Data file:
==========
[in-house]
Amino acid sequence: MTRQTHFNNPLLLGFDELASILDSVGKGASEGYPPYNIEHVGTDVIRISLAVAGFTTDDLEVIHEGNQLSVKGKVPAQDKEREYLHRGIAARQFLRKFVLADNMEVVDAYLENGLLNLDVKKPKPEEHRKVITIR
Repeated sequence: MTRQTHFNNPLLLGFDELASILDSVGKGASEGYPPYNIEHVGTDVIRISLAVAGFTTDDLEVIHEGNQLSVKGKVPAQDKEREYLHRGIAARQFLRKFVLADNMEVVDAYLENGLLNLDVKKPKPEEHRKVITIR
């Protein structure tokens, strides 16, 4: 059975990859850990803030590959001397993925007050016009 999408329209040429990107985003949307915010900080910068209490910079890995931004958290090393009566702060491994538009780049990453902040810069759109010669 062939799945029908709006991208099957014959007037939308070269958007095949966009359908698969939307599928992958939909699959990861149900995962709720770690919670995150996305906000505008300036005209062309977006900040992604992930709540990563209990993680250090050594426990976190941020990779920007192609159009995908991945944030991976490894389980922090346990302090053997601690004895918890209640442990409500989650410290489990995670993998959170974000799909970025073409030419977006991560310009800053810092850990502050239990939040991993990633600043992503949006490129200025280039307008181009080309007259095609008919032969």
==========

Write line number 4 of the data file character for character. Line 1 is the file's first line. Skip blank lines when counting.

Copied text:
């Protein structure tokens, strides 16, 4: 059975990859850990803030590959001397993925007050016009 999408329209040429990107985003949307915010900080910068209490910079890995931004958290090393009566702060491994538009780049990453902040810069759109010669 062939799945029908709006991208099957014959007037939308070269958007095949966009359908698969939307599928992958939909699959990861149900995962709720770690919670995150996305906000505008300036005209062309977006900040992604992930709540990563209990993680250090050594426990976190941020990779920007192609159009995908991945944030991976490894389980922090346990302090053997601690004895918890209640442990409500989650410290489990995670993998959170974000799909970025073409030419977006991560310009800053810092850990502050239990939040991993990633600043992503949006490129200025280039307008181009080309007259095609008919032969």